Should an apology be a part of any settlement of a FCPA enforcement action? If not, when is an apology appropriate for a corporate leader when his or her company admits to violations of the FCPA, UK Bribery Act, Chinese domestic anti-bribery laws or another other similar anti-corruption regimes? Indeed are there simply too many insincere apologies being made by corporate executives? I think that the answer falls within McNulty’s Maxim No. 3. For if your actions belie your words, it probably means that your words have no meaning and indeed are simply empty words. If that is true you may well end up with what Seidman portends, “For those caught in an empty apology, the results could be expensive and embarrassing.”

This publication contains general information only and is based on the experiences and research of the author. The author is not, by means of this publication, rendering business, legal advice, or other professional advice or services. This publication is not a substitute for such legal advice or services, nor should it be used as a basis for any decision or action that may affect your business. Before making any decision or taking any action that may affect your business, you should consult a qualified legal advisor. The author, his affiliates, and related entities shall not be responsible for any loss sustained by any person or entity that relies on this publication. The Author gives his permission to link, post, distribute, or reference this article for any lawful purpose, provided attribution is made to the author. The author can be reached at tfox@tfoxlaw.com.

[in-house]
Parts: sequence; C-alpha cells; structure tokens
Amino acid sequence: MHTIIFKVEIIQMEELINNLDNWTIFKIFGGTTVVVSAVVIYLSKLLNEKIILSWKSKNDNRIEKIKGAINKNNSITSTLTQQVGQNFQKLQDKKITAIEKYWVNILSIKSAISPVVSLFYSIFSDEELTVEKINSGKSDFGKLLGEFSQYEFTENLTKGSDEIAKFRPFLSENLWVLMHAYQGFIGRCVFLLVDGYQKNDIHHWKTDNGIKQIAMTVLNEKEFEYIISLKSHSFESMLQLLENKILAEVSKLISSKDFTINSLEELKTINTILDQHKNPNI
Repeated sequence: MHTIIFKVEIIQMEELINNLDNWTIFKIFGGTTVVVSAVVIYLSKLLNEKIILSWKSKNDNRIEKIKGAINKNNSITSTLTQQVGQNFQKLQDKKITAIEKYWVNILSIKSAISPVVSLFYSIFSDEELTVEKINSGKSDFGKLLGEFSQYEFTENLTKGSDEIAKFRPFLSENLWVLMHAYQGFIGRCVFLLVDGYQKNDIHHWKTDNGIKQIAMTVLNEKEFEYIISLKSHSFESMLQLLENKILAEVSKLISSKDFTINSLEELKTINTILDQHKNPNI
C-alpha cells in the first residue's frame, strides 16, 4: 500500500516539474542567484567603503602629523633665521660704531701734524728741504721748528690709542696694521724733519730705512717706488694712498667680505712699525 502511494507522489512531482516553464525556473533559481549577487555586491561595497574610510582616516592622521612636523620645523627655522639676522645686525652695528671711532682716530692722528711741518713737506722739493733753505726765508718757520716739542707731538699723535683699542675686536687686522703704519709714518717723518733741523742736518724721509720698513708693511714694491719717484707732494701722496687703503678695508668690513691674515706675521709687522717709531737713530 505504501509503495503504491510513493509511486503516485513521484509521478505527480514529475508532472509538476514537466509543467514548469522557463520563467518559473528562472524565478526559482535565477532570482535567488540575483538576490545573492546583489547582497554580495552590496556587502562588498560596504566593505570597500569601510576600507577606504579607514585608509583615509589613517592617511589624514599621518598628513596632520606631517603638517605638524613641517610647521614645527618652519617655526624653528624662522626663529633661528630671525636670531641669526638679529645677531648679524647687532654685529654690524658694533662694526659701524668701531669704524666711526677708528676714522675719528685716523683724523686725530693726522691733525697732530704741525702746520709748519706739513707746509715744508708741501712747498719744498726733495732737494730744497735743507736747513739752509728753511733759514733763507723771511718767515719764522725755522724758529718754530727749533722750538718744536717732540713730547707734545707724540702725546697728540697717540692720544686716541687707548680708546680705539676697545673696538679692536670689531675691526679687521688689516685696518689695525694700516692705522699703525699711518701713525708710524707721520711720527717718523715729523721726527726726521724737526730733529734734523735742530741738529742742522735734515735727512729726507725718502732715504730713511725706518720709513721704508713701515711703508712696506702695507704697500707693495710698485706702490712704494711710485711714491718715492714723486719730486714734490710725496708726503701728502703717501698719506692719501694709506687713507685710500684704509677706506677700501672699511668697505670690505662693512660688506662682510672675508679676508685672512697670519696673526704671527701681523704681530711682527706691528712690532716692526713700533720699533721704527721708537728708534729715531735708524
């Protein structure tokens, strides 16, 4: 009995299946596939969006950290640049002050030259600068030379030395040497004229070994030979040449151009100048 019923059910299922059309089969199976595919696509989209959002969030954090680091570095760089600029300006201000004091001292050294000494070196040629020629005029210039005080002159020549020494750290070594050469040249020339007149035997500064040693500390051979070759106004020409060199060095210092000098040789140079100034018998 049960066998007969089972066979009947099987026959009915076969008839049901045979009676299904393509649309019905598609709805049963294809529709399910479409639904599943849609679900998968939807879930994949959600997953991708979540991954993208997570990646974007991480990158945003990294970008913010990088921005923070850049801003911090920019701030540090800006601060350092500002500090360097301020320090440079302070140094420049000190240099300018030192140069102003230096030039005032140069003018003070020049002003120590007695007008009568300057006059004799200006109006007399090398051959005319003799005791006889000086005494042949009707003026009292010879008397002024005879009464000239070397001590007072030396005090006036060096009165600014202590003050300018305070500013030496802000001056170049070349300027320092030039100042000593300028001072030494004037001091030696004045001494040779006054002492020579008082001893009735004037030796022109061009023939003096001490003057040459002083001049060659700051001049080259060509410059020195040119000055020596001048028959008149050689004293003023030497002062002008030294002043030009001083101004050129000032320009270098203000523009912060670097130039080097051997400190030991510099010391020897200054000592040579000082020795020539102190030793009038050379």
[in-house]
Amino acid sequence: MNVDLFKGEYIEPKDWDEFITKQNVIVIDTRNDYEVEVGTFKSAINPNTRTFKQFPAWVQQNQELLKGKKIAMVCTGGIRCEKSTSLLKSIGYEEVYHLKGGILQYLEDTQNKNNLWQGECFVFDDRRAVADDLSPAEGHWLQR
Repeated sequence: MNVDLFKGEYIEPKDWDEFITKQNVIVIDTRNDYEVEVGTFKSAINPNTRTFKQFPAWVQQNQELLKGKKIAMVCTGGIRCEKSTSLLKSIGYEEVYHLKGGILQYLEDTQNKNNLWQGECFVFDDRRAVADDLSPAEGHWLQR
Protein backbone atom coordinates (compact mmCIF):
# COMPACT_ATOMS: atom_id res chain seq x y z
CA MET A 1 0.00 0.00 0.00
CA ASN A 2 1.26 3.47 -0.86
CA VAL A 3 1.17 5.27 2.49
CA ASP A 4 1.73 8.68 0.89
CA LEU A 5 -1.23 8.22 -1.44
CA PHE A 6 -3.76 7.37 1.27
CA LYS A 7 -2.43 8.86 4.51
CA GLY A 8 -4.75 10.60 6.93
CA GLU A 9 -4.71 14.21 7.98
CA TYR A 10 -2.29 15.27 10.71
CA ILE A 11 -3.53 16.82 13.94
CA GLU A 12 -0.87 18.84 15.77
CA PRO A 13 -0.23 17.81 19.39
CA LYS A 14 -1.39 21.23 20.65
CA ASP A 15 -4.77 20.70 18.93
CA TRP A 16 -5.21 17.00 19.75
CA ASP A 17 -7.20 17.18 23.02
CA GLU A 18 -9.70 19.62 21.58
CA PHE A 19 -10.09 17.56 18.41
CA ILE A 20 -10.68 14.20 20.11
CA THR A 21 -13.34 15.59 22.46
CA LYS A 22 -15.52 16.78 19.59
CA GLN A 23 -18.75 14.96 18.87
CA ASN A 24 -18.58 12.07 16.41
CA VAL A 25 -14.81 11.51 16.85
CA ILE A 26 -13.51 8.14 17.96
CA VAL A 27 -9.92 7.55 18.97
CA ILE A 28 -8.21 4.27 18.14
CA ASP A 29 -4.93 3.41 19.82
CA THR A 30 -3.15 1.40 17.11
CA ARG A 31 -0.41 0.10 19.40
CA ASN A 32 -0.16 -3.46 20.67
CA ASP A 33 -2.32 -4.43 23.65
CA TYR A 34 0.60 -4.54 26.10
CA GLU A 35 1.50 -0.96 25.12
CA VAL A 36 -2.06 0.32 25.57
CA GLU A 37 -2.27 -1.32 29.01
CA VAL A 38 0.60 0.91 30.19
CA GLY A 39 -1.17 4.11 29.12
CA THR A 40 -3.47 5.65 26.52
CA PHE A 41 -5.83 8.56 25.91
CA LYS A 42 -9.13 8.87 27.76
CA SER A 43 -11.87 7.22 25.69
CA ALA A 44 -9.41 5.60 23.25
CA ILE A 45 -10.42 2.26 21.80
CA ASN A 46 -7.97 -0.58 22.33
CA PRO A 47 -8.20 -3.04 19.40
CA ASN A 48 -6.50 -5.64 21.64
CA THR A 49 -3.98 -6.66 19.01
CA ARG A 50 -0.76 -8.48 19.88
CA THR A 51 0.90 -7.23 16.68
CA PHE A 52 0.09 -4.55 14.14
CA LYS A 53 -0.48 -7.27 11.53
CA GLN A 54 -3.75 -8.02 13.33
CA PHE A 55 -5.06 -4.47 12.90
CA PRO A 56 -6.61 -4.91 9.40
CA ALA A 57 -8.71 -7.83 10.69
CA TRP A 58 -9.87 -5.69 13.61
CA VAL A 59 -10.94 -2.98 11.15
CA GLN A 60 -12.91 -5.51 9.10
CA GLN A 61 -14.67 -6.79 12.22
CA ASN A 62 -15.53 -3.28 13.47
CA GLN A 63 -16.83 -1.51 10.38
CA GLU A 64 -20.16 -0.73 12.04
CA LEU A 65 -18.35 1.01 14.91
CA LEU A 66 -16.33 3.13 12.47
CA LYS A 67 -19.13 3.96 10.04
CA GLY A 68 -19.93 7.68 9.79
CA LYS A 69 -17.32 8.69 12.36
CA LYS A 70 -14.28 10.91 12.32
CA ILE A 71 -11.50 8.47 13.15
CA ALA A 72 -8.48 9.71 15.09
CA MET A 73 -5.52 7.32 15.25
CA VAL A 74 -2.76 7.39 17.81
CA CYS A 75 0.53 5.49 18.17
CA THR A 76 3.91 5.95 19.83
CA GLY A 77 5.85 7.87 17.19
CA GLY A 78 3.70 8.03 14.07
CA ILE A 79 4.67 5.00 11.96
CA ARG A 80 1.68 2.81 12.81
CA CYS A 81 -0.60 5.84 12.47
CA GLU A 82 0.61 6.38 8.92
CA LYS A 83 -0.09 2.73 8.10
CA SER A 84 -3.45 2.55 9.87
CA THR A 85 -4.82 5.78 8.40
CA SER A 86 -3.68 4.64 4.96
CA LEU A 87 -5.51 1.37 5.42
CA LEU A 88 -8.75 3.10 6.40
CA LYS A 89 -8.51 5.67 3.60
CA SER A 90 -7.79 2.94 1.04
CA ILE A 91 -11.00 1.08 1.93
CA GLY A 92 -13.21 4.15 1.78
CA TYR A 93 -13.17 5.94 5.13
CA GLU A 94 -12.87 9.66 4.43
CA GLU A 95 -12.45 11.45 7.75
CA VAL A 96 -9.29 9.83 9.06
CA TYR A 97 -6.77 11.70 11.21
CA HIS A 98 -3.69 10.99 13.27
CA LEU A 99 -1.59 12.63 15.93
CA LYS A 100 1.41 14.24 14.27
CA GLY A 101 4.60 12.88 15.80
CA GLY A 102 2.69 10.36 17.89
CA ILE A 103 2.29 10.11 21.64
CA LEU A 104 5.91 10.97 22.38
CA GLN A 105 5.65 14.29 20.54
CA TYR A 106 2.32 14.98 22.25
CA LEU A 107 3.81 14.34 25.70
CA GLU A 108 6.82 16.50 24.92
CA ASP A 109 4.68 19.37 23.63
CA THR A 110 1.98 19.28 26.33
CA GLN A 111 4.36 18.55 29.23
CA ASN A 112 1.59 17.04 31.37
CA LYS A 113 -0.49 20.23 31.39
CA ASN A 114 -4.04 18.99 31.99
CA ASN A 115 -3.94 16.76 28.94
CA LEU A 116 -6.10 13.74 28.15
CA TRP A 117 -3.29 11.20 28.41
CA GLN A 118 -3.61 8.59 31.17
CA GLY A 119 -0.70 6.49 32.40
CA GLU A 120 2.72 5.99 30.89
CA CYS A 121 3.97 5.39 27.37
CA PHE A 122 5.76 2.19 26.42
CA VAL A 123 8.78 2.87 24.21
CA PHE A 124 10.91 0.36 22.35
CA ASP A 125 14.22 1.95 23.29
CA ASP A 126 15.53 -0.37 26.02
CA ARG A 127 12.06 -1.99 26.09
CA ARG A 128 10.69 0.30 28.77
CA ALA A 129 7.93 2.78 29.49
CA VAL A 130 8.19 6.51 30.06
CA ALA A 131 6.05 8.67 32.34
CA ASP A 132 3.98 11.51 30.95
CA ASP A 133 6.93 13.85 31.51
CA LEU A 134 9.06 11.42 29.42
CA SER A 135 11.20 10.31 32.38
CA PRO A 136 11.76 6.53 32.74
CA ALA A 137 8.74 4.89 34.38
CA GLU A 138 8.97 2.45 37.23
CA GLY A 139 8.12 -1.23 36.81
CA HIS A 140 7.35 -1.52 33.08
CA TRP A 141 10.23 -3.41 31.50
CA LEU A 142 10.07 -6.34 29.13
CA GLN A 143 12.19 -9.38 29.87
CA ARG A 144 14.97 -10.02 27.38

© Thomas R. Fox, 2014

January 29, 2014

The Sussex Vampyre and the ADM FCPA Settlement

Sussex VampyreToday I want to use the story of The Sussex Vampyre as the starting point for an inquiry into the recent Archer-Daniels-Midland Corp (ADM) Foreign Corrupt Practices Act (FCPA) enforcement action. In the story, Holmes receives a letter from Robert Ferguson, who has become convinced that his second wife has been sucking their baby son’s blood and is a vampire. He has a crippled son from his first marriage who is terribly jealous of the new baby in their home. It turns out that this lame son, Jack, has been shooting poisoned darts at his baby brother and his stepmother’s behavior is actually sucking the poison out of the baby’s neck. The baby’s wounds were caused by Jack sending the darts, not by the mother biting her baby. In other words, what might be seen as something very scary is easily explained.

Once again demonstrating that the FCPA Professor and myself look at the same thing and come to different conclusions are reflected by those he states in his article “Why You Should Be Alarmed By the ADM FCPA Enforcement Action”. I see the ADM enforcement action as a continuation of the available case law favoring interpretations of the business nexus requirement to be applied broadly, where it is clear that bribery and corruption have occurred.

When I look at the facts laid out in the ADM settlement documents, I see the following: four separate bribery schemes hidden in the companies books and records clearly designed to influence the decision of a foreign government official. From 2002 to 2010, the company’s Ukrainian subsidiary rolled up VAT receivables of up to $46MM. What I see is a company, which over several years of slow and no response to its application for VAT tax refunds for goods purchased in Ukraine, responded to this problem by engaging in bribery and corruption to help them get the money that they were believed they were owed.